Transport yourselves back to Monday 6th November 2017. It’s a chilly morning, and my alarm goes off at 6am – I need to be ready and out of the house in just over an hour to catch my train. The temperature (and the fact that it’s still dark) make this an extra challenge, but I down my porridge and coffee and head out. I live in south-east London, but I work in north-west London – perversely, getting the train to Cannon Street is the most comfortable & efficient way of getting to the office by 8.30am…
I work for Imperial College, doing admin support for the surgical training programme at St Mary’s Hospital in Paddington; another part of my job is to help with making some of the silicone models that are used in the training sessions, but the paperwork side is taking priority at the moment. It’s an 8.30am-4.30pm day, as the sessions begin at 9am and between us we need to let the trainees in, as well as set the lab up. Once they get started, all I need to remember to do is get some biscuits ready for their break – we treat them nicely here!
After that, much of my day is spent catching up on scanning feedback letters and emailing them out. Not difficult, but time-consuming when there are several sessions’ worth! I also co-ordinate the admin for another surgical training programme, so I had a few last-minute emails from those trainees prior to the sessions coming up later that week.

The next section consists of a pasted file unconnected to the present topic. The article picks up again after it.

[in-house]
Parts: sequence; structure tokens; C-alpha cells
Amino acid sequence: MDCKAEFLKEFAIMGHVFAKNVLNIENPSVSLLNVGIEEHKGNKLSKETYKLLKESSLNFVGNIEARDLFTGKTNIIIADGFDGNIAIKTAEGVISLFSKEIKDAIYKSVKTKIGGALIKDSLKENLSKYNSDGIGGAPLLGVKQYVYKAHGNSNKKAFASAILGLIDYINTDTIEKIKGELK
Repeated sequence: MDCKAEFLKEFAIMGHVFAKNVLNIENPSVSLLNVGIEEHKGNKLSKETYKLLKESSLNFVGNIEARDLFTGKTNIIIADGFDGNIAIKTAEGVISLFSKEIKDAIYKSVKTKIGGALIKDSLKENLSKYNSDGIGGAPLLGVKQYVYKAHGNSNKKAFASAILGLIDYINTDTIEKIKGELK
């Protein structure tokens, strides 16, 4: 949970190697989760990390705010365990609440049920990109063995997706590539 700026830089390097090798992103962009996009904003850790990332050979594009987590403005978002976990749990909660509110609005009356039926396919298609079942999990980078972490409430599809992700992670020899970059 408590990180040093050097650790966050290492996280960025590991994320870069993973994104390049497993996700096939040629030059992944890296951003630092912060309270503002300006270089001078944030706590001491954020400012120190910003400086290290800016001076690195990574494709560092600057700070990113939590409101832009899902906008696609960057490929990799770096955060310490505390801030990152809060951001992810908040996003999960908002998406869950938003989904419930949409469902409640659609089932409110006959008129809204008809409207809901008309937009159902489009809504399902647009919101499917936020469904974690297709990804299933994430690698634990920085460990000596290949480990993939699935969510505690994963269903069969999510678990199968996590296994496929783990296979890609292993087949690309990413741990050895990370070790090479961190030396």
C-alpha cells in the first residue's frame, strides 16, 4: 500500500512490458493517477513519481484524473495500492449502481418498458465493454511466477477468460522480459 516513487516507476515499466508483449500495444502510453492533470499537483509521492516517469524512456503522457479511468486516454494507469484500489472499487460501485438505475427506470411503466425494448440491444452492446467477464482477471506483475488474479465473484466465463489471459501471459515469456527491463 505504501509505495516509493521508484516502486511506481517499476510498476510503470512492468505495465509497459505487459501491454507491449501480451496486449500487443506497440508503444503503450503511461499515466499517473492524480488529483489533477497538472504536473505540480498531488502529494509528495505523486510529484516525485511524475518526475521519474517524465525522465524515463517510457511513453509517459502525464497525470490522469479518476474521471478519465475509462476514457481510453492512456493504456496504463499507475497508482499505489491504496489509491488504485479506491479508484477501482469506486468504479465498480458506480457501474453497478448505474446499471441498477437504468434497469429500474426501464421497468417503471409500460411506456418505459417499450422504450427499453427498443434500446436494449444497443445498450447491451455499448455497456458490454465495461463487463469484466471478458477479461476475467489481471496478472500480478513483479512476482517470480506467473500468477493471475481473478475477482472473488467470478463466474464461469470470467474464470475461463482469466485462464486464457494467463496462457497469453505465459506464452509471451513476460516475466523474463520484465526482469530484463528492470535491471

It was a lovely, bright day, so I took advantage of this on my lunch break and wandered down to Little Venice. It’s a lovely little spot; the Puppet Theatre Barge and the Canal Café Theatre (above the Bridge House pub) are both situated around there, and it’s just a nice quiet haven away from the noise of roads and building sites. I managed to catch up on a bit of writing while I was down there, before strolling back to work. To finish off my break I managed to post an interview with Mark Mander.